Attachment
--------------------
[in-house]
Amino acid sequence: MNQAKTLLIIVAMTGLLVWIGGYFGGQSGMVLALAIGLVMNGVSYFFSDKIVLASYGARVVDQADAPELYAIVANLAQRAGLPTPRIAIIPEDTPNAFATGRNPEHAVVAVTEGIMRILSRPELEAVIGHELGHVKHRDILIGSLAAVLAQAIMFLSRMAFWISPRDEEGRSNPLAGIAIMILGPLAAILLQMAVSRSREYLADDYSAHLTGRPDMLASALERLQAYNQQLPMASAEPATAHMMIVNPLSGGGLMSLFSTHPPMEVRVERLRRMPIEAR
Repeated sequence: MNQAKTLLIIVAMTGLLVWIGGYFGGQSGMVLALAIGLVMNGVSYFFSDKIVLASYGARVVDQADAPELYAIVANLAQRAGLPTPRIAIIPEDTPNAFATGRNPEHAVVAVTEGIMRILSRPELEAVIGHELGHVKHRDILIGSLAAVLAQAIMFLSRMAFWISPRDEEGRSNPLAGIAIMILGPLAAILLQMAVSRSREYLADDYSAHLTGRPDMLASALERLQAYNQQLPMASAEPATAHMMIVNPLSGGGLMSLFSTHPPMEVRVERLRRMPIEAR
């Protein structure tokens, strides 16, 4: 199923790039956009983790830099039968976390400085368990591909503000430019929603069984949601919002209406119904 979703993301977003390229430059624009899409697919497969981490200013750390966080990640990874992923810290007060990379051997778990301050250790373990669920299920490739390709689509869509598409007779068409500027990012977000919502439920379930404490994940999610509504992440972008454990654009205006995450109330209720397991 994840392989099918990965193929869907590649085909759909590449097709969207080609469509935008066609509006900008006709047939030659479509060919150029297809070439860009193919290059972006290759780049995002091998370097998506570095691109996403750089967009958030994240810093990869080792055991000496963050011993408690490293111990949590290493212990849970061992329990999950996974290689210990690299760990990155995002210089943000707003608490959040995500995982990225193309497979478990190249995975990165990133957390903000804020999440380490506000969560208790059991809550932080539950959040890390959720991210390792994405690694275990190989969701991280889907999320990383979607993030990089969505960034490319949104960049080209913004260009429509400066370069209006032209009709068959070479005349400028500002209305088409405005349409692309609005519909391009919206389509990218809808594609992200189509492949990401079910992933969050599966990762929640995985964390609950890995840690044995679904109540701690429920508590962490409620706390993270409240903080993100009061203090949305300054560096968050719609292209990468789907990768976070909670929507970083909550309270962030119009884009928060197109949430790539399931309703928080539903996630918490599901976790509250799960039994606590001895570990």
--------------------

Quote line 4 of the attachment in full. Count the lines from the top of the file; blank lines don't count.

């Protein structure tokens, strides 16, 4: 199923790039956009983790830099039968976390400085368990591909503000430019929603069984949601919002209406119904 979703993301977003390229430059624009899409697919497969981490200013750390966080990640990874992923810290007060990379051997778990301050250790373990669920299920490739390709689509869509598409007779068409500027990012977000919502439920379930404490994940999610509504992440972008454990654009205006995450109330209720397991 994840392989099918990965193929869907590649085909759909590449097709969207080609469509935008066609509006900008006709047939030659479509060919150029297809070439860009193919290059972006290759780049995002091998370097998506570095691109996403750089967009958030994240810093990869080792055991000496963050011993408690490293111990949590290493212990849970061992329990999950996974290689210990690299760990990155995002210089943000707003608490959040995500995982990225193309497979478990190249995975990165990133957390903000804020999440380490506000969560208790059991809550932080539950959040890390959720991210390792994405690694275990190989969701991280889907999320990383979607993030990089969505960034490319949104960049080209913004260009429509400066370069209006032209009709068959070479005349400028500002209305088409405005349409692309609005519909391009919206389509990218809808594609992200189509492949990401079910992933969050599966990762929640995985964390609950890995840690044995679904109540701690429920508590962490409620706390993270409240903080993100009061203090949305300054560096968050719609292209990468789907990768976070909670929507970083909550309270962030119009884009928060197109949430790539399931309703928080539903996630918490599901976790509250799960039994606590001895570990």